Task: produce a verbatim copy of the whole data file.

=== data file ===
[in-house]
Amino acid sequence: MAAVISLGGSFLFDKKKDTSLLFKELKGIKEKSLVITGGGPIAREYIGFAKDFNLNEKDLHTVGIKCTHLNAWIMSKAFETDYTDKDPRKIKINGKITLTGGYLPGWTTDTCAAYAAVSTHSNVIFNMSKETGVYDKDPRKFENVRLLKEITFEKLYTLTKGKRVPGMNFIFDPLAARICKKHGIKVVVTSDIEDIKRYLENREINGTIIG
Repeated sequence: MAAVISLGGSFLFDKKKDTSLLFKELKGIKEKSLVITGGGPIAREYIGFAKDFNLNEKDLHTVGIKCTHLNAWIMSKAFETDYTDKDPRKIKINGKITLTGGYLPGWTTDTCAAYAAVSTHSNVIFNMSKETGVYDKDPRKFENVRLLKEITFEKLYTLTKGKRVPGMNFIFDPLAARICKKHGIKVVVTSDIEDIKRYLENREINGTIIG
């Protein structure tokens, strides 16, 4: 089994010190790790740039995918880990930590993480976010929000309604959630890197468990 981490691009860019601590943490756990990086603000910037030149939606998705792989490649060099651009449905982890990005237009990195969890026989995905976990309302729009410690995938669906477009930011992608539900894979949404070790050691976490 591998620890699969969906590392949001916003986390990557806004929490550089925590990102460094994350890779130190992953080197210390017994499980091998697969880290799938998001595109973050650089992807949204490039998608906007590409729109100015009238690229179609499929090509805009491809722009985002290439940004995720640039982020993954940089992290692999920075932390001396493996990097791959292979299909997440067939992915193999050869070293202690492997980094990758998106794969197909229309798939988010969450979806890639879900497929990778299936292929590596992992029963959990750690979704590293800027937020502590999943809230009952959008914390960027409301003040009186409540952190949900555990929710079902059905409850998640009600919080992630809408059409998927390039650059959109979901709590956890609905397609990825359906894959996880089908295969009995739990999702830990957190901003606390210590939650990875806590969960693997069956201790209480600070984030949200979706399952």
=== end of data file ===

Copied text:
[in-house]
Amino acid sequence: MAAVISLGGSFLFDKKKDTSLLFKELKGIKEKSLVITGGGPIAREYIGFAKDFNLNEKDLHTVGIKCTHLNAWIMSKAFETDYTDKDPRKIKINGKITLTGGYLPGWTTDTCAAYAAVSTHSNVIFNMSKETGVYDKDPRKFENVRLLKEITFEKLYTLTKGKRVPGMNFIFDPLAARICKKHGIKVVVTSDIEDIKRYLENREINGTIIG
Repeated sequence: MAAVISLGGSFLFDKKKDTSLLFKELKGIKEKSLVITGGGPIAREYIGFAKDFNLNEKDLHTVGIKCTHLNAWIMSKAFETDYTDKDPRKIKINGKITLTGGYLPGWTTDTCAAYAAVSTHSNVIFNMSKETGVYDKDPRKFENVRLLKEITFEKLYTLTKGKRVPGMNFIFDPLAARICKKHGIKVVVTSDIEDIKRYLENREINGTIIG
């Protein structure tokens, strides 16, 4: 089994010190790790740039995918880990930590993480976010929000309604959630890197468990 981490691009860019601590943490756990990086603000910037030149939606998705792989490649060099651009449905982890990005237009990195969890026989995905976990309302729009410690995938669906477009930011992608539900894979949404070790050691976490 591998620890699969969906590392949001916003986390990557806004929490550089925590990102460094994350890779130190992953080197210390017994499980091998697969880290799938998001595109973050650089992807949204490039998608906007590409729109100015009238690229179609499929090509805009491809722009985002290439940004995720640039982020993954940089992290692999920075932390001396493996990097791959292979299909997440067939992915193999050869070293202690492997980094990758998106794969197909229309798939988010969450979806890639879900497929990778299936292929590596992992029963959990750690979704590293800027937020502590999943809230009952959008914390960027409301003040009186409540952190949900555990929710079902059905409850998640009600919080992630809408059409998927390039650059959109979901709590956890609905397609990825359906894959996880089908295969009995739990999702830990957190901003606390210590939650990875806590969960693997069956201790209480600070984030949200979706399952």